Parenting is tough enough for couples, but try doing it alone.
For the past five years, Bill Gerding has been raising two daughters, ages 9 and 13, on his own.
“You think about the simple responsibilities of running a household,” said Gerding, a Southeast Christian Church member. “Cooking, cleaning, laundry, bath time, bedtime, breakfast time, getting them up, getting them ready for school, getting them home from school—all of those different things that are easier to do as a team, but now when my kids are with me, that’s my responsibility. Being a father comes first.”
“It’s all on you,” added Southeast member Paul Dillon, who is raising 12- and 15-year-old girls. “Getting to school. Getting your work done … I mean cleaning is crazy at my house. If you go two days without sweeping, there’s like a pile. So, no more shared responsibilities per se. We have our kids 90% of the time. We know it’s not the same for all the dudes out there.”
Gerding and Dillon, who are both divorced, are co-leaders of the Single Dads Huddle, a support group that meets in WC 238 at Southeast’s Blankenbaker Campus on the first and third Sundays of the month at 9 a.m.
The group welcomes all single dads, whether divorced, separated, widowed or never married.
It’s for single dads who have their kids the majority of the time or every other weekend.
“When we come together in that room, it’s like all the fronts that we have to put up on the outside world just come down,” Gerding said. “We’re honest, and we have some really great conversations about things we’re struggling with. Raising kids, regardless of whether you’re married, single, widowed, is challenging with all the stuff kids have today that we didn’t.”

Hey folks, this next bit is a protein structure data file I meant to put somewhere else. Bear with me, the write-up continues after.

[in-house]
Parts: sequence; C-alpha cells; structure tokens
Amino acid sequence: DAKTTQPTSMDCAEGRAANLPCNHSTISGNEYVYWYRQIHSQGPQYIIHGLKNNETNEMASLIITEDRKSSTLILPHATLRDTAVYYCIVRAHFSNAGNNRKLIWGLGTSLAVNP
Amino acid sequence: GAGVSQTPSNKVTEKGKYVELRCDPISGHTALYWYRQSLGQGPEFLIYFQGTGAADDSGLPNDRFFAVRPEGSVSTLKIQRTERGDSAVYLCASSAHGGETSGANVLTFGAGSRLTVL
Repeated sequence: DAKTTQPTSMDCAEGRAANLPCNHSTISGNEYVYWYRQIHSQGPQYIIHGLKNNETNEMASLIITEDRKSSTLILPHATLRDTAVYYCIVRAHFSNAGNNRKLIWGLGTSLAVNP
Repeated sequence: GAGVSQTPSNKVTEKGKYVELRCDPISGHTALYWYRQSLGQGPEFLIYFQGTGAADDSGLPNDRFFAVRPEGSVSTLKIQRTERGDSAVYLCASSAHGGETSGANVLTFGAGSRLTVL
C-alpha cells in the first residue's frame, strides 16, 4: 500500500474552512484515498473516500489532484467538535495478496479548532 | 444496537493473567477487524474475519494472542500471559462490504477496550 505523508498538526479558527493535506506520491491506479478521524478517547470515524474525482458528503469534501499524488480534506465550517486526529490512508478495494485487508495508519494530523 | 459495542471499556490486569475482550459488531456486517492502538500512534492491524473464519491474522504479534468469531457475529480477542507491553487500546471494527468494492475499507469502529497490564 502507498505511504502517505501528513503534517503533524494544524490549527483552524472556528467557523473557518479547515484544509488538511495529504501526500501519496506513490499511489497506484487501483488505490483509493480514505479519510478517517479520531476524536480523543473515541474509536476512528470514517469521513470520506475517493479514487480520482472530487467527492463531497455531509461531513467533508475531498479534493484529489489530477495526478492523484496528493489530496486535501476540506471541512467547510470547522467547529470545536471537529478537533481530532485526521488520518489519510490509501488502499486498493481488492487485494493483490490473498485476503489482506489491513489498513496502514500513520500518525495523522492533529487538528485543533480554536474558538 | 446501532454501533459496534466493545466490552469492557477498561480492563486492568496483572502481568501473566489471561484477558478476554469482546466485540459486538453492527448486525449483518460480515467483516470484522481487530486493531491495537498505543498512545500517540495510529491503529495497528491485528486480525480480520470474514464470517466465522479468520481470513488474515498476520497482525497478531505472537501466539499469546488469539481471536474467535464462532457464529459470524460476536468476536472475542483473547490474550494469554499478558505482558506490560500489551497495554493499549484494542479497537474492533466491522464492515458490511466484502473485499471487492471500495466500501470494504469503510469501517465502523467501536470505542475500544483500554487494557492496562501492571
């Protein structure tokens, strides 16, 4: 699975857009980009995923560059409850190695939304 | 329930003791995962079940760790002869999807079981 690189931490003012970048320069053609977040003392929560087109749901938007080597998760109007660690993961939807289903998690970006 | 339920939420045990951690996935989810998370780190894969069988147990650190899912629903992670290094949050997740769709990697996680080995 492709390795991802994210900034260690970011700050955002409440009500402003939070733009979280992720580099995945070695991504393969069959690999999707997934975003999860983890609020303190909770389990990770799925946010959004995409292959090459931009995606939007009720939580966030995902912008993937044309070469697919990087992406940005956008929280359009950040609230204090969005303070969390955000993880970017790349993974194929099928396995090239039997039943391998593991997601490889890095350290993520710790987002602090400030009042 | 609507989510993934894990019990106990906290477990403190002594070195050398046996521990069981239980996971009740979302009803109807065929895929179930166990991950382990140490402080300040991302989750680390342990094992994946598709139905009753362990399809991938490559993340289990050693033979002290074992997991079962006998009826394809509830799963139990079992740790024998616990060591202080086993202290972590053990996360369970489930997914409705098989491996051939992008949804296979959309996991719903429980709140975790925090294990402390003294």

The group’s goal is to connect single fathers and to equip them with a Biblically-based parenting model to raise up the next generation of Christ followers.
The Single Dads Huddle is currently reading through “Tough Stuff Parenting: Helping Your Kids Navigate Faith and Culture” by Paul Basden and Jim Johnson. The book discusses topics such as partying, divorce and suicide.
But, more than that, the group is a journey together in transparency.
“I told the guys from the get-go that I don’t want this to just be a class that they come to every other week,” Gerding said. “I want this to be community, fellowship, brotherhood. I want us to do life together. We’ve built a solid core of guys. I remember at one point I told the guys, ‘You know the old saying, “It takes a village to raise a child?” Well, I’m not a village. I just want us to all do life together.’”
According to the U.S. Census Bureau, about 2 million U.S. households are headed by a single father.
“The job of being a parent was not meant to be a one-person job … it was meant to be done as a team and community,” Gerding said. “We’re in a situation where we don’t have the spouse to be a team or another adult in the household to help us with the tough stuff like discipline or when we have to sit our kids down and have a tough conversation with them. But we have each other, where we can prepare each other and process through, ‘OK, how are we best going to handle this and keep this tough situation Christ-centered?’”
Gerding, who also leads Southeast’s Divorce Support Group, said the Single Dads Huddle was born out of necessity.
“Through that Divorce Support Group, we steer a lot of women to the single moms groups,” he said. “They get a ton of support, which they deserve, but there were so many times the guys would ask, ‘Well, what about us single dads?’”
Dillon, who has been a single dad for about three years, said they want guys to know they don’t have to go it alone.
“I want them to know that the enemy is trying his hardest to isolate them and keep them from getting in community with like-minded dudes,” Dillon added.
For more information, contact Gerding at (502) 243-7647 or email@example.com.